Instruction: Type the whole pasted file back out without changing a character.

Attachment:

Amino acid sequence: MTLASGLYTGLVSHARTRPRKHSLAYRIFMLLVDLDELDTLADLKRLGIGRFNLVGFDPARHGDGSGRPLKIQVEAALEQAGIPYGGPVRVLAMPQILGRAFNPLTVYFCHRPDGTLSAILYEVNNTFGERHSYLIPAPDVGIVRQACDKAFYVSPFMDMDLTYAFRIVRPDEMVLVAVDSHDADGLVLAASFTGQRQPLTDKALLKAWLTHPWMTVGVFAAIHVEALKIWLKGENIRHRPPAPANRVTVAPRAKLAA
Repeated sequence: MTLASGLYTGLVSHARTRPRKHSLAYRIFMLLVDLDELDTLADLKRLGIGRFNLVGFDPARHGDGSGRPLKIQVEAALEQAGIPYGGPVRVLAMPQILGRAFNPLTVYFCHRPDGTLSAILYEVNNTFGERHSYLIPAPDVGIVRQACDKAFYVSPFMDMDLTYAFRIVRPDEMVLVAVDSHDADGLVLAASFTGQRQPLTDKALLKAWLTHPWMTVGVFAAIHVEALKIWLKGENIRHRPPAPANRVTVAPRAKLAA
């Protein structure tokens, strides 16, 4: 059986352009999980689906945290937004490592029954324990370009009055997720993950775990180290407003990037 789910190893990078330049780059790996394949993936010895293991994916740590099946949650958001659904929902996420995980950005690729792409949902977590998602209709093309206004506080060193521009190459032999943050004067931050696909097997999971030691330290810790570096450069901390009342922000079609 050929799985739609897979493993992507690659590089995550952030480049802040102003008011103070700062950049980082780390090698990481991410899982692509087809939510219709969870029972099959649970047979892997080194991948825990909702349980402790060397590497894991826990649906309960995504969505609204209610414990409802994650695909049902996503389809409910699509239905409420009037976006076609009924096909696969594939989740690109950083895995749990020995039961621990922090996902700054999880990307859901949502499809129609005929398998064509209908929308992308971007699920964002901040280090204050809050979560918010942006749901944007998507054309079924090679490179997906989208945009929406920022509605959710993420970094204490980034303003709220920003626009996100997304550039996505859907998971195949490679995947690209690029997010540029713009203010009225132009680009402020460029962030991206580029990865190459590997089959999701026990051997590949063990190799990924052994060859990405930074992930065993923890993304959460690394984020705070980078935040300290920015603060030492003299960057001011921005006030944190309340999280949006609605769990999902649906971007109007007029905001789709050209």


Amino acid sequence: MTLASGLYTGLVSHARTRPRKHSLAYRIFMLLVDLDELDTLADLKRLGIGRFNLVGFDPARHGDGSGRPLKIQVEAALEQAGIPYGGPVRVLAMPQILGRAFNPLTVYFCHRPDGTLSAILYEVNNTFGERHSYLIPAPDVGIVRQACDKAFYVSPFMDMDLTYAFRIVRPDEMVLVAVDSHDADGLVLAASFTGQRQPLTDKALLKAWLTHPWMTVGVFAAIHVEALKIWLKGENIRHRPPAPANRVTVAPRAKLAA
Repeated sequence: MTLASGLYTGLVSHARTRPRKHSLAYRIFMLLVDLDELDTLADLKRLGIGRFNLVGFDPARHGDGSGRPLKIQVEAALEQAGIPYGGPVRVLAMPQILGRAFNPLTVYFCHRPDGTLSAILYEVNNTFGERHSYLIPAPDVGIVRQACDKAFYVSPFMDMDLTYAFRIVRPDEMVLVAVDSHDADGLVLAASFTGQRQPLTDKALLKAWLTHPWMTVGVFAAIHVEALKIWLKGENIRHRPPAPANRVTVAPRAKLAA
């Protein structure tokens, strides 16, 4: 059986352009999980689906945290937004490592029954324990370009009055997720993950775990180290407003990037 789910190893990078330049780059790996394949993936010895293991994916740590099946949650958001659904929902996420995980950005690729792409949902977590998602209709093309206004506080060193521009190459032999943050004067931050696909097997999971030691330290810790570096450069901390009342922000079609 050929799985739609897979493993992507690659590089995550952030480049802040102003008011103070700062950049980082780390090698990481991410899982692509087809939510219709969870029972099959649970047979892997080194991948825990909702349980402790060397590497894991826990649906309960995504969505609204209610414990409802994650695909049902996503389809409910699509239905409420009037976006076609009924096909696969594939989740690109950083895995749990020995039961621990922090996902700054999880990307859901949502499809129609005929398998064509209908929308992308971007699920964002901040280090204050809050979560918010942006749901944007998507054309079924090679490179997906989208945009929406920022509605959710993420970094204490980034303003709220920003626009996100997304550039996505859907998971195949490679995947690209690029997010540029713009203010009225132009680009402020460029962030991206580029990865190459590997089959999701026990051997590949063990190799990924052994060859990405930074992930065993923890993304959460690394984020705070980078935040300290920015603060030492003299960057001011921005006030944190309340999280949006609605769990999902649906971007109007007029905001789709050209």